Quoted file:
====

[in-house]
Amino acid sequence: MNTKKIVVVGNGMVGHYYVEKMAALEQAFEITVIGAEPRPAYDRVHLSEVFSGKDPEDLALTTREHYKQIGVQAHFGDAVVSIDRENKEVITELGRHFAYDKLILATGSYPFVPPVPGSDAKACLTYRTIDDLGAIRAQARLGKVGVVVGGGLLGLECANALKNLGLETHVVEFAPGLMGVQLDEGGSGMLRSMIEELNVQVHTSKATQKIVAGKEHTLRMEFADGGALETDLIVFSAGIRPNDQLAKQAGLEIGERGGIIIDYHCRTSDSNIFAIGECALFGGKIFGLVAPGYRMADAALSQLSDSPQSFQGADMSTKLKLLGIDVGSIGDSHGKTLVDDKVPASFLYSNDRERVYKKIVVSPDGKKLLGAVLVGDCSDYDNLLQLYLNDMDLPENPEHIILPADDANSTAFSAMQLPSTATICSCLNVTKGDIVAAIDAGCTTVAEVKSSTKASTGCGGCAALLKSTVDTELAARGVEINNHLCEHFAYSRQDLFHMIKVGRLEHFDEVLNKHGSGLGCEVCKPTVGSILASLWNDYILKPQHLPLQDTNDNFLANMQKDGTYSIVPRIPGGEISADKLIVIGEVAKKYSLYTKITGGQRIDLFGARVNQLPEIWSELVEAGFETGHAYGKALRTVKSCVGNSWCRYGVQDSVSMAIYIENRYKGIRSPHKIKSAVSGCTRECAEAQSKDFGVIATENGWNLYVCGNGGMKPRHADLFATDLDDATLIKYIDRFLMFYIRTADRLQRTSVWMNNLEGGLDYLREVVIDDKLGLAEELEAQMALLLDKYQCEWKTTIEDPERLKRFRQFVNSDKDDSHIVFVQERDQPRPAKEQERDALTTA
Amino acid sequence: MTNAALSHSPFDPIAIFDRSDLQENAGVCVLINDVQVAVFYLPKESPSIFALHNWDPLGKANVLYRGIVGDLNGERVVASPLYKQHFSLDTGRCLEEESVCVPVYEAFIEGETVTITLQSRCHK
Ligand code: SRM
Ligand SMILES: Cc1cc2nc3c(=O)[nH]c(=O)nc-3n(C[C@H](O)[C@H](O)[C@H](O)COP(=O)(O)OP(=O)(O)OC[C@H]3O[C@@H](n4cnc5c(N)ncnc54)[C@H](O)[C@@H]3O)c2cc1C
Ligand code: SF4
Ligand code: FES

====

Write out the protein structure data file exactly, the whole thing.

[in-house]
Amino acid sequence: MNTKKIVVVGNGMVGHYYVEKMAALEQAFEITVIGAEPRPAYDRVHLSEVFSGKDPEDLALTTREHYKQIGVQAHFGDAVVSIDRENKEVITELGRHFAYDKLILATGSYPFVPPVPGSDAKACLTYRTIDDLGAIRAQARLGKVGVVVGGGLLGLECANALKNLGLETHVVEFAPGLMGVQLDEGGSGMLRSMIEELNVQVHTSKATQKIVAGKEHTLRMEFADGGALETDLIVFSAGIRPNDQLAKQAGLEIGERGGIIIDYHCRTSDSNIFAIGECALFGGKIFGLVAPGYRMADAALSQLSDSPQSFQGADMSTKLKLLGIDVGSIGDSHGKTLVDDKVPASFLYSNDRERVYKKIVVSPDGKKLLGAVLVGDCSDYDNLLQLYLNDMDLPENPEHIILPADDANSTAFSAMQLPSTATICSCLNVTKGDIVAAIDAGCTTVAEVKSSTKASTGCGGCAALLKSTVDTELAARGVEINNHLCEHFAYSRQDLFHMIKVGRLEHFDEVLNKHGSGLGCEVCKPTVGSILASLWNDYILKPQHLPLQDTNDNFLANMQKDGTYSIVPRIPGGEISADKLIVIGEVAKKYSLYTKITGGQRIDLFGARVNQLPEIWSELVEAGFETGHAYGKALRTVKSCVGNSWCRYGVQDSVSMAIYIENRYKGIRSPHKIKSAVSGCTRECAEAQSKDFGVIATENGWNLYVCGNGGMKPRHADLFATDLDDATLIKYIDRFLMFYIRTADRLQRTSVWMNNLEGGLDYLREVVIDDKLGLAEELEAQMALLLDKYQCEWKTTIEDPERLKRFRQFVNSDKDDSHIVFVQERDQPRPAKEQERDALTTA
Amino acid sequence: MTNAALSHSPFDPIAIFDRSDLQENAGVCVLINDVQVAVFYLPKESPSIFALHNWDPLGKANVLYRGIVGDLNGERVVASPLYKQHFSLDTGRCLEEESVCVPVYEAFIEGETVTITLQSRCHK
Ligand code: SRM
Ligand SMILES: Cc1cc2nc3c(=O)[nH]c(=O)nc-3n(C[C@H](O)[C@H](O)[C@H](O)COP(=O)(O)OP(=O)(O)OC[C@H]3O[C@@H](n4cnc5c(N)ncnc54)[C@H](O)[C@@H]3O)c2cc1C
Ligand code: SF4
Ligand code: FES